“ ‘Words used in the statute must be given their natural, plain, ordinary, and commonly understood meaning.’ Alabama Farm Bureau Mut. Casualty Ins. Co. v. City of Hartselle, 460 So.2d 1219, 1223 (Ala.1984). The general rule of construction for the provisions of the Alabama Criminal Code is found in Ala.Code 1975, § 13A-1-6: ‘All provisions of this title shall be construed according to the fair import of their terms to promote justice and to effect the objects of the law, including the purposes stated in section 13A-1-3. ‘Among the purposes stated in § 13A-1-4 is that found in subsection (2): ‘To give fair warning of the nature of the conduct proscribed.’ ‘‘

Carroll v. State, 599 So.2d 1253, 1265 (Ala.Crim.App.1992).

The legislature has amended the theft statute to add § 13A-8-2(3), Ala.Code 1975, which provides that a person commits the crime of theft of property if he or she:

“(3) Knowingly obtains or exerts control over property in the custody of a law enforcement agency which was explicitly represented to the person by an agent of the law enforcement agency as being stolen.”

However, this same provision was not added to the receivingstolen-property statute or to the general definition of “stolen” in § 13A-8-1(12), Ala.Code 1975. Had the legislature intended to broaden the definition of stolen property for purposes of the receiving-stolen-property statute it could have easily amended § 13A-8-1 (12), Ala.Code 1975, or § 13A-8-16, Ala.Code 1975; it did not. It appears that in adding subsection (3) to § 13A-8-2, Ala.Code 1975, the legislature provided harsher penalties for those who receive stolen property as a result of a sting operation and enabled the State to prosecute those offenders for the greater offense of theft.

Moreover, the statutes at issue in Walls, § 13A-8-16 and § 13A-8-1(12), Ala.Code 1975, are the same ones involved in this case, and they have not been amended since the Supreme Court's decision in Walls. The Supreme Court, in reaching its decision in Walls, did not rely on or even cite the definition of “theft” codified in § 13A-8-2, Ala.Code 1975, but instead relied on the strict wording of the receiving-stolen-property statute. The law requires that we strictly construe the relevant statutes. Walls is still binding on this Court, unless and until the legislature amends the receiving-stolen-property statute. We have no alternative but to hold that because the property was not “stolen,” Rich could not be convicted of receiving stolen property. See Walls. Accordingly, Rich's conviction for receiving stolen property in the second degree must be reversed and a judgment rendered in his favor.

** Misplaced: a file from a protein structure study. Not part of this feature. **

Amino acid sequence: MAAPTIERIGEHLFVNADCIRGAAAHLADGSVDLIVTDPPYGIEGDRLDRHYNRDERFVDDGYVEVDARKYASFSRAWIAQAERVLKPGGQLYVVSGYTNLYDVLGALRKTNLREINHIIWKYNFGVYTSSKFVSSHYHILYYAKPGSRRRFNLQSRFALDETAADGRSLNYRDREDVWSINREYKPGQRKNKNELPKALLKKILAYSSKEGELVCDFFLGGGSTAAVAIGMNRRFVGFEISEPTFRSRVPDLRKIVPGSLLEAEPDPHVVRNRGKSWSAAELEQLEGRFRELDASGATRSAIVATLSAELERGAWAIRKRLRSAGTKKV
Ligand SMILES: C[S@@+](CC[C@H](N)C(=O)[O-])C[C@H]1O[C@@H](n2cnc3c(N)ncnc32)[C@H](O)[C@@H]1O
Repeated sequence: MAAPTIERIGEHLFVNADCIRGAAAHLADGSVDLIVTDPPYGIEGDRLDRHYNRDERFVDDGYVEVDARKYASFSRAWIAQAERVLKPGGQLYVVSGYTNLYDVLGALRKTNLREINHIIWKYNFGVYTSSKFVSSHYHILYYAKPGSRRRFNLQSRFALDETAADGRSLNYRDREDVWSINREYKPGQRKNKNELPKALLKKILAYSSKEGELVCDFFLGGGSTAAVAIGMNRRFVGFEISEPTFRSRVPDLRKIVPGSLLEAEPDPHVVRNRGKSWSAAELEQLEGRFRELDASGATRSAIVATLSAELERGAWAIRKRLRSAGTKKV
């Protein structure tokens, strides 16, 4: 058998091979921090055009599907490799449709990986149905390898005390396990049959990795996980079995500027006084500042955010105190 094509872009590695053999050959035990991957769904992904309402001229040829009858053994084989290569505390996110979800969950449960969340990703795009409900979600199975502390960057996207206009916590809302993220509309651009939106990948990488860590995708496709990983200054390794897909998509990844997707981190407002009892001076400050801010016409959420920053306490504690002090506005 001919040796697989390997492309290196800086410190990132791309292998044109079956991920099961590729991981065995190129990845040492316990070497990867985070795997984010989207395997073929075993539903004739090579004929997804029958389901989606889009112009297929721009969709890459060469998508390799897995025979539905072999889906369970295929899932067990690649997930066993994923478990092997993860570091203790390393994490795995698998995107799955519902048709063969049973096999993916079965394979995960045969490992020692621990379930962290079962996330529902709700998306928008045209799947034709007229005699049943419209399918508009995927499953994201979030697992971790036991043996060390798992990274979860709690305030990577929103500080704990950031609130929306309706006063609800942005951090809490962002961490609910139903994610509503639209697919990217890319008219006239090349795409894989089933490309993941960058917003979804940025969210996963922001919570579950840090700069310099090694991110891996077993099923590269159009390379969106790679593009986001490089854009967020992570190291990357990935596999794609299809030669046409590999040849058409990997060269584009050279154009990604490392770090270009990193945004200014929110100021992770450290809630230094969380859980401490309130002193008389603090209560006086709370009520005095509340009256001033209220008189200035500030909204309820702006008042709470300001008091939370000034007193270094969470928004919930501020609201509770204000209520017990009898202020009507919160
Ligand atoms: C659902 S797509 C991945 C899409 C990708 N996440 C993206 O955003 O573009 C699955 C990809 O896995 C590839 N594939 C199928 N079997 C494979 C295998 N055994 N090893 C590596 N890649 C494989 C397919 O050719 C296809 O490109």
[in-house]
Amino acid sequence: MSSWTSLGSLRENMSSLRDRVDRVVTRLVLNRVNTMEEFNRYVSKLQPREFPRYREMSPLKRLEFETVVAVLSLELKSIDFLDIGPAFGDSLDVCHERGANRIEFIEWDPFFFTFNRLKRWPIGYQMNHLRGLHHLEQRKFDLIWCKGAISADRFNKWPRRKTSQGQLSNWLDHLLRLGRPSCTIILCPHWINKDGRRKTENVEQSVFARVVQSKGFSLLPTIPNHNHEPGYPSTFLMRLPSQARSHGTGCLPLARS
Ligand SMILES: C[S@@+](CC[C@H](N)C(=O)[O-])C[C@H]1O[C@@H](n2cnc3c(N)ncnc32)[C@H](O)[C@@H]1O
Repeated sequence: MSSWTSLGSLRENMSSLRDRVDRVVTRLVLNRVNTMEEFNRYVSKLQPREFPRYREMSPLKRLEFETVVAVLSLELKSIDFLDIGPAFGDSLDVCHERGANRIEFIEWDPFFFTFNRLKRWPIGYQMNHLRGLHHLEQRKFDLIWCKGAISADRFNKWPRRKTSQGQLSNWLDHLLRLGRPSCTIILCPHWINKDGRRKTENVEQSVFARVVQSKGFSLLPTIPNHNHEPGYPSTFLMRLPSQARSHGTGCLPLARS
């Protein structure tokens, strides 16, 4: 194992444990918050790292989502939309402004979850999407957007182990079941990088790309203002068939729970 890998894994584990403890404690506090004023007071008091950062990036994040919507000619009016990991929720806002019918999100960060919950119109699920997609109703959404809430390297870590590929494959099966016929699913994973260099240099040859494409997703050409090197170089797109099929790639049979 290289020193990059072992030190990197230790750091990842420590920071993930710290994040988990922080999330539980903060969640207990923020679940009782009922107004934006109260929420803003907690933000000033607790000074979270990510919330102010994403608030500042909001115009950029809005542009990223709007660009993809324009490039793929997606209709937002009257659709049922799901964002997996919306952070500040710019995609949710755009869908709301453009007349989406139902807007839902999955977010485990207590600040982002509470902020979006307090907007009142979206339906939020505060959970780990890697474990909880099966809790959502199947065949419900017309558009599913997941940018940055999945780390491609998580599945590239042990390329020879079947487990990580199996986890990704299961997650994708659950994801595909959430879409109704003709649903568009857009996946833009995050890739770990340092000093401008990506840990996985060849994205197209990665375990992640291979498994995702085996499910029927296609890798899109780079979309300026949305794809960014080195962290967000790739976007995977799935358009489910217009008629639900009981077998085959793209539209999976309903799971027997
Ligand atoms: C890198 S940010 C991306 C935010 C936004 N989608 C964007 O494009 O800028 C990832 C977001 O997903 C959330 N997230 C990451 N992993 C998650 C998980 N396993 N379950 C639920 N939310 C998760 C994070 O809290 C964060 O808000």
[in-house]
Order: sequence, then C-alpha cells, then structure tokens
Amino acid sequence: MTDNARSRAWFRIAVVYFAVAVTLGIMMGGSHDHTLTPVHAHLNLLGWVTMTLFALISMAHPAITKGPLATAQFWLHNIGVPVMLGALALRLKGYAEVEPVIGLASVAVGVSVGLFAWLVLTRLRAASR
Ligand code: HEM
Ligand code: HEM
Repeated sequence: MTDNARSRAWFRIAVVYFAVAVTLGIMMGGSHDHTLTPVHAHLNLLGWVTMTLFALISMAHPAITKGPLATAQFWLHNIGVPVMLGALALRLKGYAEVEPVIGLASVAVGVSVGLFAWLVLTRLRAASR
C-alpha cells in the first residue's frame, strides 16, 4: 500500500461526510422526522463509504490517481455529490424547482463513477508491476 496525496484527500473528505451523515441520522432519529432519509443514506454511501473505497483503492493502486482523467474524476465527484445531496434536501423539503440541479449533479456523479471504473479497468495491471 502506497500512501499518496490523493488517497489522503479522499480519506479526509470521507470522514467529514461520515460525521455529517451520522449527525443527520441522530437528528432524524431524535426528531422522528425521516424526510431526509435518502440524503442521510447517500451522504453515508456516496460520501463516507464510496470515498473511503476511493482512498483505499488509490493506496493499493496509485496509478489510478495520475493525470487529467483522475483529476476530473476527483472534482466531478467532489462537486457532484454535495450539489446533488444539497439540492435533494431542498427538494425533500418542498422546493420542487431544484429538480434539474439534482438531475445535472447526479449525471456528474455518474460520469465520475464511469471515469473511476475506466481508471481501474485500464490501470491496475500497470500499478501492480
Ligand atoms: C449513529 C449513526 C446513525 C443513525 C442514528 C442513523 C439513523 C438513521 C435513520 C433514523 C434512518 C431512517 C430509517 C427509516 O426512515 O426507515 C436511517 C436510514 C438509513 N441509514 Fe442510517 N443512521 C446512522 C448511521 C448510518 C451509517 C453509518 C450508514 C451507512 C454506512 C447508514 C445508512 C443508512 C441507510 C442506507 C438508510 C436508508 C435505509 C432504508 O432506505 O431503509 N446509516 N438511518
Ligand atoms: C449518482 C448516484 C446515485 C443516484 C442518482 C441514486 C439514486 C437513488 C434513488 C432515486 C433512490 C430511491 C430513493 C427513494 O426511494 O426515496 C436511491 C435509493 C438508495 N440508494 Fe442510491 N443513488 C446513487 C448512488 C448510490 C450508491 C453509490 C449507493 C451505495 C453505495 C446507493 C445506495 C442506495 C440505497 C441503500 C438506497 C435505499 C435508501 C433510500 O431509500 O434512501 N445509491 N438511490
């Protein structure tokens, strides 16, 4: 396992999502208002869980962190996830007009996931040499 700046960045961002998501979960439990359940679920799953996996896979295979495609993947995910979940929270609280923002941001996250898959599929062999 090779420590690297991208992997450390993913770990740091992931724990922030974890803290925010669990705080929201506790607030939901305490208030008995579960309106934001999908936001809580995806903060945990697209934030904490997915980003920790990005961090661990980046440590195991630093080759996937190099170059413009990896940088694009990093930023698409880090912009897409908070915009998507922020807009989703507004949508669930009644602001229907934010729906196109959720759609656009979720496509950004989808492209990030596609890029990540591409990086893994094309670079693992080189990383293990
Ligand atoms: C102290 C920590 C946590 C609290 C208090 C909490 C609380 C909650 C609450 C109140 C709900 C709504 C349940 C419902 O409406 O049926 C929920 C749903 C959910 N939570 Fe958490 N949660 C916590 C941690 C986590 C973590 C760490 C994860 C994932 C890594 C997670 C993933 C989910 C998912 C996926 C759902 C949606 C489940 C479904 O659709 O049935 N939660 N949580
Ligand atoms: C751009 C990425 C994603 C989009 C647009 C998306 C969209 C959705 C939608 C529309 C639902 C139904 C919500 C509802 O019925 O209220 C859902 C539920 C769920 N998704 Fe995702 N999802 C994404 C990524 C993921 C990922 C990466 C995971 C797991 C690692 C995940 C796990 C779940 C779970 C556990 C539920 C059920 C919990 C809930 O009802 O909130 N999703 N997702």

REVERSED AND JUDGMENT RENDERED.

I respectfully dissent from the per curiam opinion reversing Jerry Wade Rich's conviction for second-degree receiving stolen property and rendering a judgment in his favor.

Rich was charged by indictment with second-degree receiving stolen property, a violation of § 13A-8-18, Ala.Code 1975. The per curiam opinion has set out the applicable principles regarding statutory construction, and my analysis is in accordance with those principles. As the per curiam opinion also sets out, receiving stolen property is defined as:

“A person commits the crime of receiving stolen property if he intentionally receives, retains or disposes of stolen property knowing that it has been stolen or having reasonable grounds to believe it has been stolen, unless the property is received, retained or disposed of with intent to restore it to the owner.”

§ 13A-8-16(a), Ala.Code 1975. A person commits the crime of second-degree receiving stolen property, a Class C felony, when the stolen property “exceeds five hundred dollars ($500) in value but does not exceed two thousand five hundred dollars ($2,500) in value ․“ § 13A-8-18(a)(1), Ala.Code 1975. The General Definitions to Chapter 8-Offenses Involving Theft-which are applicable in this case, defines “stolen” as: “[o]btained by theft, theft by appropriating lost property, robbery, or extortion.” § 13A-8-1(12), Ala.Code 1975. Theft is not one of the terms defined in the general definitions section of Chapter 8-Offenses Involving Theft. However, the Commentary to § 13A-8-16, Ala.Code 1975, cross-references § 13A-8-1, Ala.Code 1975, specifically, the definitions for “property,” “receiving,” and “stolen.” The Commentary also cross-references § 13A-8-2, Ala.Code 1975, “theft of property.” Additionally, the Commentary to § 13A-8-16 states that: “ ‘[s]tolen’ means ‘obtained by theft.’ “ and references “Section 13A-8-1(12).” Theft is defined in § 13A-8-2, in pertinent part, as:

“A person commits the crime of theft of property if he or she:

“(3) Knowingly obtains or exerts control over property in the custody of a law enforcement agency which was explicitly represented to the person by an agent of the law enforcement agency as being stolen,․”

The “History” to § 13A-8-2, Ala.Code 1975, provides that the legislature added subdivision (3) by amendment in 2003. Thus, in my opinion, the three iPods were “stolen” because they were in the custody of the Trussville Police Department; Detective Posey, an agent of the Trussville Police Department, represented to Rich that they were in fact stolen; and Rich obtained the property for Jim's Pawn Shop. Therefore, I would affirm Rich's conviction. Therefore, I dissent.

PER CURIAM.

WISE, P.J., and WELCH, WINDOM, and KELLUM, JJ., concur. MAIN, J., dissents, with opinion.